Texas distribution: Inhabits most of the bays and estuaries in the state (Hubbs et al 1991). Warren et al. (2000) listed the following drainage units for distribution of Gobiosoma bosc in the state (question mark following drainage unit represents “native with reservation” category): Sabine Lake (including minor coastal drainages west to Galveston Bay) (?), Galveston Bay (including minor coastal drainages west to mouth of Brazos River), Brazos River (?), Colorado River (?), San Antonio Bay (including minor coastal drainages west of mouth of Colorado River to mouth of Nueces River) (?), Nueces River. Non-native population exists in the Concho River (P. Bean, unpublished data), likely because of incidental introduction.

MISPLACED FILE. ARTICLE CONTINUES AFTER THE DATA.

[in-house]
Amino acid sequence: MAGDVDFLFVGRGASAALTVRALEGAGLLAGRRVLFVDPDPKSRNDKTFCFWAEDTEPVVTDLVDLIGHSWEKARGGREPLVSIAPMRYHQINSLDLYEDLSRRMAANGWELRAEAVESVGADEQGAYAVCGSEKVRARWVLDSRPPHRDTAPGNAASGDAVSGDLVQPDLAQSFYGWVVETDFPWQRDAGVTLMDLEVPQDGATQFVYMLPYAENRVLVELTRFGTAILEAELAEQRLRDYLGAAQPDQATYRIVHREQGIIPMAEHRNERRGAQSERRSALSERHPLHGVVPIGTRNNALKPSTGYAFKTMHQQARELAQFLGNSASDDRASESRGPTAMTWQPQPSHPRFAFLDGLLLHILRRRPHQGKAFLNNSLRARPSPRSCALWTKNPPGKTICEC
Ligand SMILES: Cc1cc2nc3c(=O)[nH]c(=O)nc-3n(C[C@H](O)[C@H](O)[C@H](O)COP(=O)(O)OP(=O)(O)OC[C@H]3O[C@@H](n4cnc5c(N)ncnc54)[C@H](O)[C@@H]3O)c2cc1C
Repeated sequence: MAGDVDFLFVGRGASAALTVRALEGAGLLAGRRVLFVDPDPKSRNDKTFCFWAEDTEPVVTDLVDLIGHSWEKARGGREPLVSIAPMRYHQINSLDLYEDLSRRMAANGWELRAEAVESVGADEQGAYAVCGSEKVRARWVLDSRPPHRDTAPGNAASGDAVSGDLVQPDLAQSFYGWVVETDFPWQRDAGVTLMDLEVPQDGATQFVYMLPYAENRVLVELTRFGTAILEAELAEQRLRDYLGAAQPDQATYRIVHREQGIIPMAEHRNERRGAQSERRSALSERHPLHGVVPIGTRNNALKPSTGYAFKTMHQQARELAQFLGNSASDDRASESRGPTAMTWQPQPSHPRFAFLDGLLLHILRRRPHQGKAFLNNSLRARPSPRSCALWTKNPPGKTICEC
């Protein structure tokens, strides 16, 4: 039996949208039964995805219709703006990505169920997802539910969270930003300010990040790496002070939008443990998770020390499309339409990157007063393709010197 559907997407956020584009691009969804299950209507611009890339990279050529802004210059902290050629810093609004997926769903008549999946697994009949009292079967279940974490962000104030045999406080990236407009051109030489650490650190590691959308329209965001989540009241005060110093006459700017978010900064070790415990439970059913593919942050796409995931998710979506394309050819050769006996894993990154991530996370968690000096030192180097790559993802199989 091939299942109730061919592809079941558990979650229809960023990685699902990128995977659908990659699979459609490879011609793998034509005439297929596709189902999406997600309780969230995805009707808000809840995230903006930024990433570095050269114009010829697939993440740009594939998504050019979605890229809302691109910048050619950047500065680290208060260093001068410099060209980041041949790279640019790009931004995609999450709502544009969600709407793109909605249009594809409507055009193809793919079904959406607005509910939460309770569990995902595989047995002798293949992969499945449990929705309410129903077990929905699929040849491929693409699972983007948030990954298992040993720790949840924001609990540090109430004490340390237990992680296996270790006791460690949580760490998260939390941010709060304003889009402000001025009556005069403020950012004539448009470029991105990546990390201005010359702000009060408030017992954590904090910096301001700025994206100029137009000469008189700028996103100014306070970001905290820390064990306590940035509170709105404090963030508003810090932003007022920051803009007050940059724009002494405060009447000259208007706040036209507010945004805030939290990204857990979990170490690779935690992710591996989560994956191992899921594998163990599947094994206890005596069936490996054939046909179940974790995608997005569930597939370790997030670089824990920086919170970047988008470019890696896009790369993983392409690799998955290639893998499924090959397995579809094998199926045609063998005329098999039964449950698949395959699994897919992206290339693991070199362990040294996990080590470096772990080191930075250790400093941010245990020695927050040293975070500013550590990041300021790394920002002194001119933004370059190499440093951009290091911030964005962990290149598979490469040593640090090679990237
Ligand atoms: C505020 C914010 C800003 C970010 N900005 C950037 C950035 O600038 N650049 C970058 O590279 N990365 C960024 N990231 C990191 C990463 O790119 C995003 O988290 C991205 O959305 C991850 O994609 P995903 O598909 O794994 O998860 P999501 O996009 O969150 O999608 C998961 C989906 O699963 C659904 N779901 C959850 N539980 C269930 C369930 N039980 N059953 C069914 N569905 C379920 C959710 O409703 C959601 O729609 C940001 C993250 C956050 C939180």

Abundance/Conservation status (Federal, State, NGO)
Populations in the southern United States are currently stable (Warren et al. 2000). Linam and Kleinsasser (1987) collected 2 specimens from Cow Bayou (Sabine River basin). Gunter (1950) reported collection of 1 specimen in a salt flat pond, in the Aransas National Wildlife Refuge, on the south Texas coast. Gelwick et al. (2001) reported collection of species in Mad Island Marsh Preserve near the intercoastal canal, in March. Although seldom abundant in individual collections, Gobiosoma bosc was the most widely distributed Gobiosoma in Mississippi (Dawson 1966).
Macrohabitat: In southern part of Texas, often found in the lower reaches of coastal streams (Hubbs et al 1991). Enters freshwater (Lindquist 1980). Abundant in muddy creeks and bays (Ross and Rhode 2004).